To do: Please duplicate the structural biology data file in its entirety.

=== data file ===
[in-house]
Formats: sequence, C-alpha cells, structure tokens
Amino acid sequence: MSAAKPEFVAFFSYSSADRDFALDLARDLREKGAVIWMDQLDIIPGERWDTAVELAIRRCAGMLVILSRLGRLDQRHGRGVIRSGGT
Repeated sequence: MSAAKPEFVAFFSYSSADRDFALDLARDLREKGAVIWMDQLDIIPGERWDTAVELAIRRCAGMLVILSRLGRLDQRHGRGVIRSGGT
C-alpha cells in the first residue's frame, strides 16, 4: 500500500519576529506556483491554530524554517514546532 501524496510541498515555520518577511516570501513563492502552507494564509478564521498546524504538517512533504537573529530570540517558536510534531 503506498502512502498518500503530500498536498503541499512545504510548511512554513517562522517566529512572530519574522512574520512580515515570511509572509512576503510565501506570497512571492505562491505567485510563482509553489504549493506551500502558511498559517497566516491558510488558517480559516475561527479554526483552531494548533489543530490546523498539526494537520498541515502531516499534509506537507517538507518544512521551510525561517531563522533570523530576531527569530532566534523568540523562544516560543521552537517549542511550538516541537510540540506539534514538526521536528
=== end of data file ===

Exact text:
[in-house]
Formats: sequence, C-alpha cells, structure tokens
Amino acid sequence: MSAAKPEFVAFFSYSSADRDFALDLARDLREKGAVIWMDQLDIIPGERWDTAVELAIRRCAGMLVILSRLGRLDQRHGRGVIRSGGT
Repeated sequence: MSAAKPEFVAFFSYSSADRDFALDLARDLREKGAVIWMDQLDIIPGERWDTAVELAIRRCAGMLVILSRLGRLDQRHGRGVIRSGGT
C-alpha cells in the first residue's frame, strides 16, 4: 500500500519576529506556483491554530524554517514546532 501524496510541498515555520518577511516570501513563492502552507494564509478564521498546524504538517512533504537573529530570540517558536510534531 503506498502512502498518500503530500498536498503541499512545504510548511512554513517562522517566529512572530519574522512574520512580515515570511509572509512576503510565501506570497512571492505562491505567485510563482509553489504549493506551500502558511498559517497566516491558510488558517480559516475561527479554526483552531494548533489543530490546523498539526494537520498541515502531516499534509506537507517538507518544512521551510525561517531563522533570523530576531527569530532566534523568540523562544516560543521552537517549542511550538516541537510540540506539534514538526521536528